The Buffett Rule: Tax reform or political gimmick?

As last-minute tax filers sweat the IRS, Democrats are pushing – and the GOP is resisting – the Buffett Rule, which would mean higher tax rates for millionaires (like Mitt Romney and Barack Obama).

By , Staff writer

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    President Barack Obama speaks about the Buffett Rule, Wednesday, April 11, 2012, in the Eisenhower Executive Office Building on the White House complex in Washington.
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The “Buffett Rule” is a wonderful political device – a call to even out the tax burden in a way that picks the pockets of those “millionaires and billionaires” President Obama keeps talking about while evening things out for the vast American middle class.

It’s very easy to understand, especially in contrast to a tax code requiring battalions of lawyers to navigate. And it has this wonderfully avuncular fellow for whom it’s named.

That it wouldn’t do much to help the US economy (or that it has any chance of passage in Congress) is true but also irrelevant. Its purpose is to define an important difference between Republicans and Democrats, as Obama pointed out in his radio address Saturday.

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“We can’t afford to keep spending more money on tax cuts for the wealthiest Americans who don’t need them and didn’t even ask for them,” he said. “We just need some Republican politicians to get on board with where the country is.”

'Buffett rule': Five questions about Obama's plan answered

In fact, most of the country is with Obama on this.

A Gallup survey out Friday has 60 percent of those polled favoring a minimum 30 percent tax rate for Americans with a household income of $1 million or more per year – in essence, the idea named for billionaire investor Warren Buffett.

“Americans in general say that the distribution of money and wealth in this country is not fair, and that money and wealth should be more evenly distributed,” writes Gallup editor-in-chief Frank Newport. “Plus, 59 percent of Americans last year agreed that households making $250,000 or more per year should pay higher taxes.”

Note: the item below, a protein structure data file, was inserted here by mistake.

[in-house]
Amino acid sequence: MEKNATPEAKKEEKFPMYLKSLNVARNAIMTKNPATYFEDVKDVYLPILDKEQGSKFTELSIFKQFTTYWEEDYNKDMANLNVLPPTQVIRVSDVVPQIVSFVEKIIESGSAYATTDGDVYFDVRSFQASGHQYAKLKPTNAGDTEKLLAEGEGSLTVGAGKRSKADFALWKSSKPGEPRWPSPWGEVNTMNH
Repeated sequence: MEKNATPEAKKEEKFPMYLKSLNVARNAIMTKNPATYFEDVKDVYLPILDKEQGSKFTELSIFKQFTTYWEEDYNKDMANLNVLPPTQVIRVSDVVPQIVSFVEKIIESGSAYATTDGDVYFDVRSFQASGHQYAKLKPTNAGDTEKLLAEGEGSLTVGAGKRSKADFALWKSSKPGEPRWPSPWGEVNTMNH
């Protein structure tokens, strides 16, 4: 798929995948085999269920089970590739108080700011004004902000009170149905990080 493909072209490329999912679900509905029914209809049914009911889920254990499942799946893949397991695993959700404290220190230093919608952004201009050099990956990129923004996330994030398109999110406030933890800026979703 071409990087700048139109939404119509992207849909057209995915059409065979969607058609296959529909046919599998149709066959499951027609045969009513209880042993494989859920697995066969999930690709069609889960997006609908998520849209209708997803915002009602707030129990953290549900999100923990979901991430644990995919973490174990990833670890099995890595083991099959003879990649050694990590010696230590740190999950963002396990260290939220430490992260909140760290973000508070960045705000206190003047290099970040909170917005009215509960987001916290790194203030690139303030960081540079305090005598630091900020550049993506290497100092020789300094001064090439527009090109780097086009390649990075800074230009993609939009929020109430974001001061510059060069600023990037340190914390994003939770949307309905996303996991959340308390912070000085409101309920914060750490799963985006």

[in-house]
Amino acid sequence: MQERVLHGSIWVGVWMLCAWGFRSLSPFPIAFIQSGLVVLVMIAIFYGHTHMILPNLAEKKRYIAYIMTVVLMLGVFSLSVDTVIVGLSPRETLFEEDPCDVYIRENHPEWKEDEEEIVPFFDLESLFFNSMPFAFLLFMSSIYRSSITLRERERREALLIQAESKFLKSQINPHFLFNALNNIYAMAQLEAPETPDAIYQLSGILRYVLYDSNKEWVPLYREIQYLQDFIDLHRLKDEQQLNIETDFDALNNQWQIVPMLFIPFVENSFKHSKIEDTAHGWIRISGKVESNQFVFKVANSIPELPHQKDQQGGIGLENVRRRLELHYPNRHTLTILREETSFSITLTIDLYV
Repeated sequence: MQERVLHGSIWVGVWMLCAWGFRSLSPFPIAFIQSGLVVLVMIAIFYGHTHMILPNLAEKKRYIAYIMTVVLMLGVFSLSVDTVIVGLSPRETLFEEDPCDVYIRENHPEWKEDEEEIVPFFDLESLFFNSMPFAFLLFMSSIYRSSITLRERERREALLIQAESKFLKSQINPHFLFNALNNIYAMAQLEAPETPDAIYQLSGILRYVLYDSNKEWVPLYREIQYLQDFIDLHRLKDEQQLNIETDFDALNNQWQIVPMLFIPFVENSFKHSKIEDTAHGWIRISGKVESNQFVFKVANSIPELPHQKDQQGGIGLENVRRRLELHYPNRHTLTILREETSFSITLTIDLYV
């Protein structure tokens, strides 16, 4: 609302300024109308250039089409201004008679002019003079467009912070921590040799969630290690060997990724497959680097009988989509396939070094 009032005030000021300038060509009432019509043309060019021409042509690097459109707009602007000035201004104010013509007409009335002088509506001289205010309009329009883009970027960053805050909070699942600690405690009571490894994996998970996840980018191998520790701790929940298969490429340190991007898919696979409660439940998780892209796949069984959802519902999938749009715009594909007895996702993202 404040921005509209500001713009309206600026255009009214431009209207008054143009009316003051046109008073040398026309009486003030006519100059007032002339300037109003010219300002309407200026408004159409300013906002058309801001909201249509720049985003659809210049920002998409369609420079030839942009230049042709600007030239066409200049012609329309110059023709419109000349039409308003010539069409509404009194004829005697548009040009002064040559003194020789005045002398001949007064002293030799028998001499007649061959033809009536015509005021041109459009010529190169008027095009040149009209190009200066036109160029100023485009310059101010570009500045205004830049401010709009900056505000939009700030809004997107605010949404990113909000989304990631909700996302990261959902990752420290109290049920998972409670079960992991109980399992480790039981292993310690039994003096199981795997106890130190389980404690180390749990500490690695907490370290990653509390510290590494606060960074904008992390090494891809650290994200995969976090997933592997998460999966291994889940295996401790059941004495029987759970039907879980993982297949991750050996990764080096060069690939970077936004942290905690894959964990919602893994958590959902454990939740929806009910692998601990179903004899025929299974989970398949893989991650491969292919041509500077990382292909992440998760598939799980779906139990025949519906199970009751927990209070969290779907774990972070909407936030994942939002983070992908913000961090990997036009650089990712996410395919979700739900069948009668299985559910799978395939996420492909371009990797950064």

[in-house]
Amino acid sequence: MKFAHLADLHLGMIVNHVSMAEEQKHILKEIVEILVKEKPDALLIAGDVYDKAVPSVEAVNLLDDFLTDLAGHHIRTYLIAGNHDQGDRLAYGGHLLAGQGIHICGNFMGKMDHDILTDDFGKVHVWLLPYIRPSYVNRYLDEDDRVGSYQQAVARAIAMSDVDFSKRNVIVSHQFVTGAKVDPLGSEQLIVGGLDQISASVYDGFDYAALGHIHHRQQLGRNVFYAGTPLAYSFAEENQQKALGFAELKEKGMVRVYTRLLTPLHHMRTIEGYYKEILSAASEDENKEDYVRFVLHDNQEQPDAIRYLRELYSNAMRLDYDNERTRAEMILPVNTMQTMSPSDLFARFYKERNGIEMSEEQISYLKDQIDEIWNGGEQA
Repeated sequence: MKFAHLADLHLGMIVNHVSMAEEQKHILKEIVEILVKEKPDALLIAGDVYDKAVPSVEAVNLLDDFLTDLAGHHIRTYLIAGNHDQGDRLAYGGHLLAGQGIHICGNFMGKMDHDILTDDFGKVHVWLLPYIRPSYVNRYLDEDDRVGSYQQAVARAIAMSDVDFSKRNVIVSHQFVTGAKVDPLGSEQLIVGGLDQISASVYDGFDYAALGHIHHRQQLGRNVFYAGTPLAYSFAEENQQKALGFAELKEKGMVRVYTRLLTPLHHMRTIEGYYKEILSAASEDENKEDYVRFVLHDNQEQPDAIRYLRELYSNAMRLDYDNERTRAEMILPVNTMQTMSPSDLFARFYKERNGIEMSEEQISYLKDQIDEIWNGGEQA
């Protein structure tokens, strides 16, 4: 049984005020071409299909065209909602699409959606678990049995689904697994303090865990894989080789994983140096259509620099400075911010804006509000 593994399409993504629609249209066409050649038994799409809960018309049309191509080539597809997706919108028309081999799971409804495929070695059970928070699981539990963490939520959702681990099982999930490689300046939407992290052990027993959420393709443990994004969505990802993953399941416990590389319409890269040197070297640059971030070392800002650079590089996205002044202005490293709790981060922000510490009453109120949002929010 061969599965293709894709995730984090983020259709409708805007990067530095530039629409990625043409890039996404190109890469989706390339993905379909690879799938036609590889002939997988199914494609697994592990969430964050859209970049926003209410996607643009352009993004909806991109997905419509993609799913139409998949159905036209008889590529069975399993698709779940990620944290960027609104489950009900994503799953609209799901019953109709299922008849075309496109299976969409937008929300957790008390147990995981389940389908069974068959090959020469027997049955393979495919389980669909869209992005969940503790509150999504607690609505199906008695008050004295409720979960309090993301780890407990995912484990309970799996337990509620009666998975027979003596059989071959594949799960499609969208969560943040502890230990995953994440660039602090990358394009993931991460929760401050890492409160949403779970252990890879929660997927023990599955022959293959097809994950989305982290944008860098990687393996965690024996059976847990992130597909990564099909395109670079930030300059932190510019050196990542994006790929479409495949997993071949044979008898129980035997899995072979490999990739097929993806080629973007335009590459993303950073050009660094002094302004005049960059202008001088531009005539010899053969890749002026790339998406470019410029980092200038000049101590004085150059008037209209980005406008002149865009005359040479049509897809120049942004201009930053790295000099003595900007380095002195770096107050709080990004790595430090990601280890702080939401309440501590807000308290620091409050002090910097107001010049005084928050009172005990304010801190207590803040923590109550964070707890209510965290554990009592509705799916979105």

“The current results reinforce these findings and underscore the now well-documented conclusion that Americans in general support various proposals for increasing taxes on higher-income Americans,” observes Mr. Newport.

Not surprisingly, Democrats and Independents are more likely to favor the Buffett Rule (74 percent and 63 percent respectively) than do Republicans, who oppose it 54-43 percent. Still, more than 40 percent of GOP voters favoring higher taxes for the wealthy is a substantial minority.

The poll – and the debate – come just as last-minute tax filers are sweating this coming Tuesday’s deadline to communicate with the IRS.

Mr. and Mrs. Obama have done their taxes already.

For 2011, they reported a joint adjusted gross income of $789,674 and paid $162,074 in federal taxes, or about 20.5 percent – less than they would under the Buffett Rule and slightly lower than the President’s secretary, as Obama acknowledges. (Which is why he typically includes himself when speaking of the wealthiest Americans needing “to pay their fair share.”)

All of which puts Mitt Romney – Obama’s likely opponent in this year’s presidential election – in something of a bind.

Mr. and Mrs. Romney are far wealthier than the Obamas – upwards of $250 million in net worth by most accounts.

They’ve just filed for an extension on their 2011 taxes. But for 2010, Romney’s campaign reported, their tax rate was only about 14 percent on $22 million in income. And so far, Romney has resisted calls to be more forthcoming about earlier years – especially the period when he headed the private equity firm Bain Capital.

“What does he have to hide?" Obama campaign manager Jim Messina taunted in a statement Friday. "Did he exploit loopholes in the tax code by keeping his investments offshore and is that why he’s protecting those loopholes now? Why did he open a Swiss bank account instead of an American bank account and establish a corporation in Bermuda instead of on our shores? Did he pay a lower income tax rate than the 13.9 percent he paid in 2010, and is that why he opposes the Buffett Rule to ensure millionaires don’t pay less taxes than middle-class families?"

Republicans like to dismiss such questions as part of Democrats’ “class warfare.”

But to some critics, all of this misses the point about the Buffett Rule – which is that (according to the nonpartisan Tax Policy Center) it would bring in less than $5 billion a year – pocket lint to Uncle Sam.

“There are [those] who are saying, well, this is just a gimmick. Just taxing millionaires and billionaires, just imposing the Buffett Rule won’t do enough to close the deficit,” Obama said in a speech this week. “Well, I agree. That’s not all we have to do to close the deficit. But the notion that it doesn’t solve the entire problem doesn’t mean that we shouldn’t do it at all.”

On Monday, Senators will be voting on a bill mandating that income above $2 million be taxed at no less than a 30 percent rate, with a graduated boost in the minimum marginal rates for income between $1 million and $2 million.

There’ll be speechifying and an essentially symbolic vote. But that’s as far as the Buffett Rule is likely to go.

'Buffett rule': Five questions about Obama's plan answered

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